Van Kirk Museum
Thomas Van Kirk and his wife Elizabeth Carnes arrived from Monmouth County in 1775. He bought 45 acres from James Broderick for 9000 english pounds in 1780. The Homestead, that had been occupied by the Van Kirk family for over 200 years, remained after the school’s construction. Even though it was in disrepair, the house and grounds provided an opportunity for the society to fulfill its vision. The Homestead was initially leased and ultimately purchased in November 2013. Major repairs followed including a new roof, furnace, and septic system.
Work on the interior began in May 2014. Working daily, volunteers were hoping to open the house by September. Their efforts paid off. Drop-in visitors noticing activity offered encouragement as well as wonderful treasures tucked away in attics that could fulfill the educational story behind the Homestead, Sparta, and the region. The house opened in September 2014 to an enthusiastic audience. “Wow...we had no idea! This is a great little museum” was frequently heard and appreciated.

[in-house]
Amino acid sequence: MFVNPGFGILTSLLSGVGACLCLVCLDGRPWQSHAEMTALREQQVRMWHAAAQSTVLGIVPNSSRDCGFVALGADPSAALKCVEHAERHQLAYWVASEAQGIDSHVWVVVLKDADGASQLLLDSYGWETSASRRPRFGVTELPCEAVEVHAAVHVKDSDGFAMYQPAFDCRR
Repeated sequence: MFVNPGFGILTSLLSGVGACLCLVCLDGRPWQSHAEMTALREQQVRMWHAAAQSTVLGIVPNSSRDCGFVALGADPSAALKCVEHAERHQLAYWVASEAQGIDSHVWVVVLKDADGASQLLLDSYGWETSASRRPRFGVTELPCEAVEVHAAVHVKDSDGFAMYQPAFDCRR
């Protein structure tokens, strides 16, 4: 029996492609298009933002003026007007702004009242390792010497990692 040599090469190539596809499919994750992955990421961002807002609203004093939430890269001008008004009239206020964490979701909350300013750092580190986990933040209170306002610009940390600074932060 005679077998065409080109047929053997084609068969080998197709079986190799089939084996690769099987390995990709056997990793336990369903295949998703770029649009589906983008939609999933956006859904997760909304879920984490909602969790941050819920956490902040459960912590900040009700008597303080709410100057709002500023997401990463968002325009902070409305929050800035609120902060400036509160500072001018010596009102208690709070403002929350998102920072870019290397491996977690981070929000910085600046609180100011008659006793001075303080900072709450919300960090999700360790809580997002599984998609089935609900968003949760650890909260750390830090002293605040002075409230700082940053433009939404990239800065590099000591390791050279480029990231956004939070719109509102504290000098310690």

The Van Kirk Homestead tells the story of America through local industrious people, and the influences of a growing and evolving nation on them over the past 200 years. It offers a view of day-to-day life through Period Rooms, farming, industry, and recreation in the Sparta Gallery, the History of Mining in Sparta, and the Farm Model Gallery; and, finally, a wider view of events, trends, and interests that have created our collective American Experience in a seasonally Changing Exhibition Gallery.
So we invite you to visit and be amazed! We promise there will be something NEW each time you do.